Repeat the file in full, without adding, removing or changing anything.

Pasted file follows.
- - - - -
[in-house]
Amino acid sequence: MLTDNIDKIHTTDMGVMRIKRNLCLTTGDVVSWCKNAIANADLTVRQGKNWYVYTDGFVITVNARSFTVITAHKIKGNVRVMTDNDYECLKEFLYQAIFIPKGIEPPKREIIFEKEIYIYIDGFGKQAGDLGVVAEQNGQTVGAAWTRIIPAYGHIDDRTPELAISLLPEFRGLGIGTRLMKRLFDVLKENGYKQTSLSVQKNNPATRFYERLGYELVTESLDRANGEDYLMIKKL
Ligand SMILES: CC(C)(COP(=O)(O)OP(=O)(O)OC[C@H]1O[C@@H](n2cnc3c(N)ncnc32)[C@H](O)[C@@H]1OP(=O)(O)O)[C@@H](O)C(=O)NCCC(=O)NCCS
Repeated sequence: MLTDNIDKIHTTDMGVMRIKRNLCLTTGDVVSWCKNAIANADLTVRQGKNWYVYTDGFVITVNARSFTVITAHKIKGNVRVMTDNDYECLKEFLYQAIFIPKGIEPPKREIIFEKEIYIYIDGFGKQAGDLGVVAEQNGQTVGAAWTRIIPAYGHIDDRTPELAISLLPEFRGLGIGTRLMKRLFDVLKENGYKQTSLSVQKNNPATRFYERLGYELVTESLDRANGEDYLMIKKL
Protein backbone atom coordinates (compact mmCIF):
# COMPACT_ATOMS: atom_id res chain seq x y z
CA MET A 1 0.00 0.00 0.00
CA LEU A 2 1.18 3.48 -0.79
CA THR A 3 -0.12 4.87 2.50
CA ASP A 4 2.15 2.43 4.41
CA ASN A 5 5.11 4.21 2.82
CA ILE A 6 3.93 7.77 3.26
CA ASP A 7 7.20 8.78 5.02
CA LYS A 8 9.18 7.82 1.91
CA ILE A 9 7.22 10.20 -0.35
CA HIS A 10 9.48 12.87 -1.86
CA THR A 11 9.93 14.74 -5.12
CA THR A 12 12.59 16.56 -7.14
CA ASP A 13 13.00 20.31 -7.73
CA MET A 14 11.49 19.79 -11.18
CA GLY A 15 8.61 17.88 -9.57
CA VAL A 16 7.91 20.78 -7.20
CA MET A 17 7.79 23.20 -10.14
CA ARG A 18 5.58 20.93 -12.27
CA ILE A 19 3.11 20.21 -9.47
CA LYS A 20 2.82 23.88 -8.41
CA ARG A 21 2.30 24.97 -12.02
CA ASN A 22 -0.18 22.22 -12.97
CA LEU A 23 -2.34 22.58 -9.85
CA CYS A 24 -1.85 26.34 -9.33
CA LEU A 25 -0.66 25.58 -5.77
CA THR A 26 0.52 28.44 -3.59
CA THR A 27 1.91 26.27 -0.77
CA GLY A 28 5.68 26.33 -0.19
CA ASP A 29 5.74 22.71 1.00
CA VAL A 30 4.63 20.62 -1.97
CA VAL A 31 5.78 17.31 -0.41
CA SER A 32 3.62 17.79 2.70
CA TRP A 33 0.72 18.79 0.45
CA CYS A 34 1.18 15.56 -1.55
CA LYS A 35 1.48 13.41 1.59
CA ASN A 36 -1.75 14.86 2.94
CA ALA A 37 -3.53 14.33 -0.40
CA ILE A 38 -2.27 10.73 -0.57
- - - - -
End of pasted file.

[in-house]
Amino acid sequence: MLTDNIDKIHTTDMGVMRIKRNLCLTTGDVVSWCKNAIANADLTVRQGKNWYVYTDGFVITVNARSFTVITAHKIKGNVRVMTDNDYECLKEFLYQAIFIPKGIEPPKREIIFEKEIYIYIDGFGKQAGDLGVVAEQNGQTVGAAWTRIIPAYGHIDDRTPELAISLLPEFRGLGIGTRLMKRLFDVLKENGYKQTSLSVQKNNPATRFYERLGYELVTESLDRANGEDYLMIKKL
Ligand SMILES: CC(C)(COP(=O)(O)OP(=O)(O)OC[C@H]1O[C@@H](n2cnc3c(N)ncnc32)[C@H](O)[C@@H]1OP(=O)(O)O)[C@@H](O)C(=O)NCCC(=O)NCCS
Repeated sequence: MLTDNIDKIHTTDMGVMRIKRNLCLTTGDVVSWCKNAIANADLTVRQGKNWYVYTDGFVITVNARSFTVITAHKIKGNVRVMTDNDYECLKEFLYQAIFIPKGIEPPKREIIFEKEIYIYIDGFGKQAGDLGVVAEQNGQTVGAAWTRIIPAYGHIDDRTPELAISLLPEFRGLGIGTRLMKRLFDVLKENGYKQTSLSVQKNNPATRFYERLGYELVTESLDRANGEDYLMIKKL
Protein backbone atom coordinates (compact mmCIF):
# COMPACT_ATOMS: atom_id res chain seq x y z
CA MET A 1 0.00 0.00 0.00
CA LEU A 2 1.18 3.48 -0.79
CA THR A 3 -0.12 4.87 2.50
CA ASP A 4 2.15 2.43 4.41
CA ASN A 5 5.11 4.21 2.82
CA ILE A 6 3.93 7.77 3.26
CA ASP A 7 7.20 8.78 5.02
CA LYS A 8 9.18 7.82 1.91
CA ILE A 9 7.22 10.20 -0.35
CA HIS A 10 9.48 12.87 -1.86
CA THR A 11 9.93 14.74 -5.12
CA THR A 12 12.59 16.56 -7.14
CA ASP A 13 13.00 20.31 -7.73
CA MET A 14 11.49 19.79 -11.18
CA GLY A 15 8.61 17.88 -9.57
CA VAL A 16 7.91 20.78 -7.20
CA MET A 17 7.79 23.20 -10.14
CA ARG A 18 5.58 20.93 -12.27
CA ILE A 19 3.11 20.21 -9.47
CA LYS A 20 2.82 23.88 -8.41
CA ARG A 21 2.30 24.97 -12.02
CA ASN A 22 -0.18 22.22 -12.97
CA LEU A 23 -2.34 22.58 -9.85
CA CYS A 24 -1.85 26.34 -9.33
CA LEU A 25 -0.66 25.58 -5.77
CA THR A 26 0.52 28.44 -3.59
CA THR A 27 1.91 26.27 -0.77
CA GLY A 28 5.68 26.33 -0.19
CA ASP A 29 5.74 22.71 1.00
CA VAL A 30 4.63 20.62 -1.97
CA VAL A 31 5.78 17.31 -0.41
CA SER A 32 3.62 17.79 2.70
CA TRP A 33 0.72 18.79 0.45
CA CYS A 34 1.18 15.56 -1.55
CA LYS A 35 1.48 13.41 1.59
CA ASN A 36 -1.75 14.86 2.94
CA ALA A 37 -3.53 14.33 -0.40
CA ILE A 38 -2.27 10.73 -0.57